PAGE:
Why do I refer to myself as an atheist instead of an agnostic?
To answer, I need to point out what is it, in very simple terms, agnosticism. Agnosticism is the position in which you claim you can’t say if God exists or not, and so, you declare you neither believe nor disbelieve that God exists.
I think it’s a weak position that you can claim only if we confine our discourse to divinity.
So, let’s talk about the invisible pink unicorn.
I think it’s rather difficult that you could say you are agnostic about his existence, but you should, in fact, the evidence for the existence of the invisible pink unicorn are the same as for any other supernatural being (god included).
I think, the most reasonable position everyone could have about the invisible pink unicorn is that it doesn’t exists.
Since, in principle, I don’t see any difference between the concept of God or the concept of an invisible pink unicorn, I think agnosticism is not the most reasonable position to have.
If there are no evidence, I choose disbelief.
Why do I think militant atheism is needed?
You probably heard or read about some statement against militant atheism, there are at least two arguments against it:
- militant atheism is a form of fundamentalism just like religious fundamentalism;
- it is contradictory to actively negate the existence of something you claim doesn’t exists. Or more simply: To attack something, you need to believe in it.
The first argument is silly, I think it doesn’t deserve attention, at least because even if you consider me a fundamentalist atheist, I think you would prefer me as a neighbor instead of a real religious fundamentalist, like those who kill doctors or those who stone women to death.
The second argument is something like this:
“how can you be a militant atheist? How can you be militant non-stamp collector? This is really what it comes down to. You just don’t collect stamps. So how can you be a fundamentalist non-stamp collector? It’s like sleeping furiously. It’s just wrong.”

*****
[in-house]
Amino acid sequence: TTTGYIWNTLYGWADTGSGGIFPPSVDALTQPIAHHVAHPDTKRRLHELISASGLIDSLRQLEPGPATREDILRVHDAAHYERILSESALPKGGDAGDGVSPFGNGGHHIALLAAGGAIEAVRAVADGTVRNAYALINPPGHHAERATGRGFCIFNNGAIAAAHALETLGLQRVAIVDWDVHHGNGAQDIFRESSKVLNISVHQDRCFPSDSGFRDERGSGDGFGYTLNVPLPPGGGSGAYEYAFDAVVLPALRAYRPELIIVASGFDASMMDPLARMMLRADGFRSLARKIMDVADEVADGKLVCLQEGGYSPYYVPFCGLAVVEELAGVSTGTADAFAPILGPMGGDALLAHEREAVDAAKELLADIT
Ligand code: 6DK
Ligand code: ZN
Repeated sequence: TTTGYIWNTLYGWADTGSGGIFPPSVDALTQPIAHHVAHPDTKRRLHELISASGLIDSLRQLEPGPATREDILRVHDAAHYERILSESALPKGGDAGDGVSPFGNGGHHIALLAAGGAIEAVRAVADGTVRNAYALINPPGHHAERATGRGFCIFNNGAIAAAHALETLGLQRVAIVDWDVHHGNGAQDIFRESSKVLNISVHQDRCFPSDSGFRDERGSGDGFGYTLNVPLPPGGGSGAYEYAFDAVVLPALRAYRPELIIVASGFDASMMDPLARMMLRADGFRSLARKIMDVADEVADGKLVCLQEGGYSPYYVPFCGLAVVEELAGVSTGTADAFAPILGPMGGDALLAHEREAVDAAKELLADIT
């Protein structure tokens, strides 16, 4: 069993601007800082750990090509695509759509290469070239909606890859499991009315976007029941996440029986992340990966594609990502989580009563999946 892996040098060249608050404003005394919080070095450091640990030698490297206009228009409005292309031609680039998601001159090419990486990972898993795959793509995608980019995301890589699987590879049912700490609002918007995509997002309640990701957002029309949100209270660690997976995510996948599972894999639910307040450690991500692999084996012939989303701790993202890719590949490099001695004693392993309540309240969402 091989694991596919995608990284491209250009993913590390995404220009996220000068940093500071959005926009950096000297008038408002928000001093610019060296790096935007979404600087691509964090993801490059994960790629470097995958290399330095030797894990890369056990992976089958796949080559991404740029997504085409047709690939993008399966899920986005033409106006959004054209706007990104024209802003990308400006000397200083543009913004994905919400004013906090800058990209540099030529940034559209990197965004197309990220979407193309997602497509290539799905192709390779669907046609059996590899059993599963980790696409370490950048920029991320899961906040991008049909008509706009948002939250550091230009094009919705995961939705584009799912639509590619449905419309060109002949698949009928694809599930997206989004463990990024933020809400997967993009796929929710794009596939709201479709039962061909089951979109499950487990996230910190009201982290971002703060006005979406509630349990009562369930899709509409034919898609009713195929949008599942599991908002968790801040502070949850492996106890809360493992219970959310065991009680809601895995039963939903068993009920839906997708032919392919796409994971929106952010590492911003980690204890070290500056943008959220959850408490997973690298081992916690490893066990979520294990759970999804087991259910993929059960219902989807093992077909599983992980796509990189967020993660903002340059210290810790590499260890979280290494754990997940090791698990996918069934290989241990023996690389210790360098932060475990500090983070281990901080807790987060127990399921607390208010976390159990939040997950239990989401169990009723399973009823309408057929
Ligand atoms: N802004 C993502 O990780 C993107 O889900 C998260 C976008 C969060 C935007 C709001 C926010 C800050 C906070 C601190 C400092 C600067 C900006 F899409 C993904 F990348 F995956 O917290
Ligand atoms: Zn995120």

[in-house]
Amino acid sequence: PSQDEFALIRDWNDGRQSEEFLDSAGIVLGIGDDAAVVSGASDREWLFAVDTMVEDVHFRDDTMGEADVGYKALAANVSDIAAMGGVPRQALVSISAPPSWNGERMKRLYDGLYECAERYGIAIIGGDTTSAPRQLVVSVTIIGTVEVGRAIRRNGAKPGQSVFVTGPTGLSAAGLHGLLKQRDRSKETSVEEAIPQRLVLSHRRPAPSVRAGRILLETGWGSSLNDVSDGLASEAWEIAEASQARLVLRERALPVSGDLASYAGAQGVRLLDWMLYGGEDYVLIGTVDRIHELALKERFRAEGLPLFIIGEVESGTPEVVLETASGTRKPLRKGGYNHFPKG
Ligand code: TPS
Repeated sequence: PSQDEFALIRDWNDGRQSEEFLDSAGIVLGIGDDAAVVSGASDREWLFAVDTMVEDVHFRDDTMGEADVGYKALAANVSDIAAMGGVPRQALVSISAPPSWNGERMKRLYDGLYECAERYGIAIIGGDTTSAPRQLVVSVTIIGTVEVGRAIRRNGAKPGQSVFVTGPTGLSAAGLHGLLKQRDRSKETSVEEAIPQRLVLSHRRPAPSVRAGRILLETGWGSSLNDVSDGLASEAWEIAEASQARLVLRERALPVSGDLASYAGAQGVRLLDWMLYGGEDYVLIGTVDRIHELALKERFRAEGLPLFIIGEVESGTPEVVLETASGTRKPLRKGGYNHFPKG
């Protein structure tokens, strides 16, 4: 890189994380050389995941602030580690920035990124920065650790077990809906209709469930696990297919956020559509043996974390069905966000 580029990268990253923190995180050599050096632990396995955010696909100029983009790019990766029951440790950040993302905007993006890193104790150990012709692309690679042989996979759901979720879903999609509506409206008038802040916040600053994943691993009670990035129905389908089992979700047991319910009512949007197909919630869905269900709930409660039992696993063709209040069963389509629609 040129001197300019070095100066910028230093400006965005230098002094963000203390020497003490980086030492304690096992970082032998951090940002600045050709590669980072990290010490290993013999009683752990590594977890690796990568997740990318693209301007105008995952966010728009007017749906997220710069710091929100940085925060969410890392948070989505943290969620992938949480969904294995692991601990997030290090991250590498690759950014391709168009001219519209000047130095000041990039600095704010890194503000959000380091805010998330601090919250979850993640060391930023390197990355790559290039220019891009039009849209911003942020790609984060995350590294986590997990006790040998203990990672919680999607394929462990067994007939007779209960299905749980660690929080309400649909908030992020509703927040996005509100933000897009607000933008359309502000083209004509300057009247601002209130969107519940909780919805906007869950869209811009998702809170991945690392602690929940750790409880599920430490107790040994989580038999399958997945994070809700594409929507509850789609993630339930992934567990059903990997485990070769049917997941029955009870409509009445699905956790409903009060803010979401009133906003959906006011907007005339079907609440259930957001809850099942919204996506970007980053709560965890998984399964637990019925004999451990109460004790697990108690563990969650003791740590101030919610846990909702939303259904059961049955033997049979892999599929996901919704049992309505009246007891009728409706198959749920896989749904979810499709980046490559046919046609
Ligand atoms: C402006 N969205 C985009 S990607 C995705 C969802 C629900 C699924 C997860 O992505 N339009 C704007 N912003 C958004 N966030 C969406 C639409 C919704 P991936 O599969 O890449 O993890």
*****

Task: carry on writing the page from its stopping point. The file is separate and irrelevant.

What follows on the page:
So, in simple words, atheists are “right” only if they say “I don’t believe, I don’t care”.
This kind of arguments do not take into account that religious belief is not just a individual position that affect only the person who hold it. Religious belief manifest itself into society, religion influences society in many ways.
Jon Elster (Nègation active et nègation passive, 1979) wrote that “militant atheism can’t do without the believers it fights”.
When religious beliefs influence government policy, so that laws that matter for public health, or scientific research, or education, are based on religious position, it’s not just something you can say “I don’t believe, I don’t care”, because those laws, and those government choices, affect also you.
So, while atheism is a personal position of disbelief, militant atheism is saying “I don’t believe, but I do care if what you believe affects my life”.
If other’s religious beliefs will stop influencing society (and therefor my life too), I’ll stop being a militant atheist, and I will be simply an atheist.